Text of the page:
This thesis investigates the combination of data-driven and physically based techniques for acquiring, modeling, and animating deformable materials, with a special focus on human faces. Furthermore, based on these techniques, we introduce a data-driven process for designing and fabricating materials with desired deformation behavior. Realistic simulation behavior, surface details, and appearance are still demanding tasks. Neither pure data-driven, pure procedural, nor pure physical methods are best suited for accurate synthesis of facial motion and details (both for appearance and geometry), due to the difficulties in model design, parameter estimation, and desired controllability for animators. Capturing of a small but representative amount of real data, and then synthesizing diverse on-demand examples with physically-based models and real data as input benefits from both sides: Highly realistic model behavior due to real-world data and controllability due to physically-based models. To model the face and its behavior, hybrid physically-based and data-driven approaches are elaborated. We investigate surface-based representations as well as a solid representation based on FEM. To achieve realistic behavior, we propose to build light-weighted data capture devices to acquire real-world data to estimate model parameters and to employ concepts from data-driven modeling techniques and machine learning. The resulting models support simple acquisition systems, offer techniques to process and extract model parameters from real-world data, provide a compact representation of the facial geometry and its motion, and allow intuitive editing. We demonstrate applications such as capture of facial geometry and motion and real-time animation and transfer of facial details, and show that our soft tissue model can react to external forces and produce realistic deformations beyond facial expressions. Based on this model, we furthermore introduce a data-driven process for designing and fabricating materials with desired deformation behavior. The process starts with measuring deformation properties of base materials. Each material is represented as a non-linear stress-strain relationship in a finite-element model. For material design and fabrication, we introduce an optimization process that finds the best combination of base materials that meets a user’s criteria specified by example deformations. Our algorithm employs a number of strategies to prune poor solutions from the combinatorial search space. We finally demonstrate the complete process by designing and fabricating objects with complex heterogeneous materials using modern multi-material 3D printers.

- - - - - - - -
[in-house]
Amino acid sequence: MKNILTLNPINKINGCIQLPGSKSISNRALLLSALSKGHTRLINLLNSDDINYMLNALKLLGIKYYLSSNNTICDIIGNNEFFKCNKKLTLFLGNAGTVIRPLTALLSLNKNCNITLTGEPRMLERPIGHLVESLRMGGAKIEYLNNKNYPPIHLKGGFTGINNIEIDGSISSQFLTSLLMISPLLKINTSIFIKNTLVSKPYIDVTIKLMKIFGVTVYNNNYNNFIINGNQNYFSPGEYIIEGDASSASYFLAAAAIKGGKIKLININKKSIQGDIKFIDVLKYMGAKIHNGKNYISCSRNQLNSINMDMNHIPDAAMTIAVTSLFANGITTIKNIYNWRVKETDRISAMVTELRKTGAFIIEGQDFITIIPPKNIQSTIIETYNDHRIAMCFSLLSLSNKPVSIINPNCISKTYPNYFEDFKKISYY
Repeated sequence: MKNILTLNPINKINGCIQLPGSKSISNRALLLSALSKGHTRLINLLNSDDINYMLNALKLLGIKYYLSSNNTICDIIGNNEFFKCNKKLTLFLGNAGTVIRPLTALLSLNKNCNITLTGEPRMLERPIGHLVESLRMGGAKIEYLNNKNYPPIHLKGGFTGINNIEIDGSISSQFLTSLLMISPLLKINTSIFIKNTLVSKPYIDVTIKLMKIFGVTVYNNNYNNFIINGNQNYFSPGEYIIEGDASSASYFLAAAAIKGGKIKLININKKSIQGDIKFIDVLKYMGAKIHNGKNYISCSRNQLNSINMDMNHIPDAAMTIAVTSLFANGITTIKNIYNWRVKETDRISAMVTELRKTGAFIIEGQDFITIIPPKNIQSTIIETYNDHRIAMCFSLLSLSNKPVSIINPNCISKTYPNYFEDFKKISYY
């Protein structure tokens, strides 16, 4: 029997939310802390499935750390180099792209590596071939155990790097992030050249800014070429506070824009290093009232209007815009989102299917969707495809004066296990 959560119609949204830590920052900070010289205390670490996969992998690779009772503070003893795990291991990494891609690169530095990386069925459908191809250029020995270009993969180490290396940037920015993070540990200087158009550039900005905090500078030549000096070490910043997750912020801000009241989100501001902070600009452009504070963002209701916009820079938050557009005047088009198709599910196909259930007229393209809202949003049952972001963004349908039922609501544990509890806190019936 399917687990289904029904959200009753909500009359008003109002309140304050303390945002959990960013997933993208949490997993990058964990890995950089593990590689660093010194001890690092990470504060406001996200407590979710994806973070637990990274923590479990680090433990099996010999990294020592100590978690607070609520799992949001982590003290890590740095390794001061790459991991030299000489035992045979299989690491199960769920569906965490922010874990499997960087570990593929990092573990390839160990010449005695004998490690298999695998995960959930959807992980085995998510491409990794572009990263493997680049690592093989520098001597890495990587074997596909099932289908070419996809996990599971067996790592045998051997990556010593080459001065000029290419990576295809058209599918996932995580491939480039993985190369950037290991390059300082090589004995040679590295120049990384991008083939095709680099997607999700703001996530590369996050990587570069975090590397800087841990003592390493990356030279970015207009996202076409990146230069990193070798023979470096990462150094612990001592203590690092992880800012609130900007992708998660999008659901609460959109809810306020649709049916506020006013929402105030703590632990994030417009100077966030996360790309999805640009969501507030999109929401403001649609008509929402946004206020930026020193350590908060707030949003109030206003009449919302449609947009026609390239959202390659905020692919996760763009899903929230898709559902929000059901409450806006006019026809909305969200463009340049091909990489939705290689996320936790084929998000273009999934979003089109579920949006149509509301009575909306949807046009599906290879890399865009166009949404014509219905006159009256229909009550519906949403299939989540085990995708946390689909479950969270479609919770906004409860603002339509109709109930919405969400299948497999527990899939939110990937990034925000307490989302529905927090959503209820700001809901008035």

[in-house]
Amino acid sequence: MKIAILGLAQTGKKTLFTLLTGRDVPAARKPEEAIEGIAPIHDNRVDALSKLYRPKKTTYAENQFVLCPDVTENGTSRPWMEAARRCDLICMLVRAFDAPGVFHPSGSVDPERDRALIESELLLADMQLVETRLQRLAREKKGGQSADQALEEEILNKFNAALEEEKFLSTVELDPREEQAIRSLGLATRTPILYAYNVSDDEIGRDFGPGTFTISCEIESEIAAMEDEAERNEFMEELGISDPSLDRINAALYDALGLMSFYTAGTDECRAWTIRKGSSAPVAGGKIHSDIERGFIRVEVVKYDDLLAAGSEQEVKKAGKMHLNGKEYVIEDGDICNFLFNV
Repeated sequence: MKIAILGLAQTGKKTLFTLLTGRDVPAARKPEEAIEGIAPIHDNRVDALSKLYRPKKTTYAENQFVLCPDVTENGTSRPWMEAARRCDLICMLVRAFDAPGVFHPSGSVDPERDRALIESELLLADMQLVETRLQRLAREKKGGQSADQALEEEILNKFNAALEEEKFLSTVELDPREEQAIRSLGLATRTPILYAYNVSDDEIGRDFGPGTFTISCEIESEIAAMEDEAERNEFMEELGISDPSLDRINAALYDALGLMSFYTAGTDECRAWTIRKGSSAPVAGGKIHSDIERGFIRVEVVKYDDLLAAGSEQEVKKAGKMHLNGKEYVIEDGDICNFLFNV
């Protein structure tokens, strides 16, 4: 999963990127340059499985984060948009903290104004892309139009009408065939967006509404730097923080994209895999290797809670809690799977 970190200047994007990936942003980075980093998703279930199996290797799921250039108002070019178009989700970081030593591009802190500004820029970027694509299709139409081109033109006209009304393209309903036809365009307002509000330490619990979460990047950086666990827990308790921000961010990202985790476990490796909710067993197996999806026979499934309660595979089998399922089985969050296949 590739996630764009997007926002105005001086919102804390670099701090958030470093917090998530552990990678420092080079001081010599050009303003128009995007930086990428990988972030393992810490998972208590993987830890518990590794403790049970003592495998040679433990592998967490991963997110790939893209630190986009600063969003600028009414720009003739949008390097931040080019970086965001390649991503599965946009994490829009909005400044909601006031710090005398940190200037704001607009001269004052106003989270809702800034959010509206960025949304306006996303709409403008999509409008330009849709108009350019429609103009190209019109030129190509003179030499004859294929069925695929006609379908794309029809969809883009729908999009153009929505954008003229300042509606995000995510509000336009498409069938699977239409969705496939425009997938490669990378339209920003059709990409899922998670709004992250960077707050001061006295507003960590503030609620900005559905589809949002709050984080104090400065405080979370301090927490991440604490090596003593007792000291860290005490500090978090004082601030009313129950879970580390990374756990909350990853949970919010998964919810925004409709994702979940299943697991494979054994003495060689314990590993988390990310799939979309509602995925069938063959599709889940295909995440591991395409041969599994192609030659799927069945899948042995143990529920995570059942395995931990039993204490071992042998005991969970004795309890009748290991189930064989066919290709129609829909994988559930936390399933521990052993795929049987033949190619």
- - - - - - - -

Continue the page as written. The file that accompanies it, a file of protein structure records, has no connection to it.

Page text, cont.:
Bickel B. Measurement-based modeling and fabrication of deformable materials for human faces. Unknown. 2010;499(7458). doi:dx.doi.org/10.3929/ethz-a-006354908
Bickel, B. (2010). Measurement-based modeling and fabrication of deformable materials for human faces. Unknown. Unknown. https://doi.org/dx.doi.org/10.3929/ethz-a-006354908
Bickel, Bernd. “Measurement-Based Modeling and Fabrication of Deformable Materials for Human Faces.” Unknown. Unknown, 2010. https://doi.org/dx.doi.org/10.3929/ethz-a-006354908.
B. Bickel, “Measurement-based modeling and fabrication of deformable materials for human faces,” Unknown, 2010.
Bickel B. 2010. Measurement-based modeling and fabrication of deformable materials for human faces. Unknown.
Bickel, Bernd. “Measurement-Based Modeling and Fabrication of Deformable Materials for Human Faces.” Unknown, vol. 499, no. 7458, Unknown, 2010, doi:dx.doi.org/10.3929/ethz-a-006354908.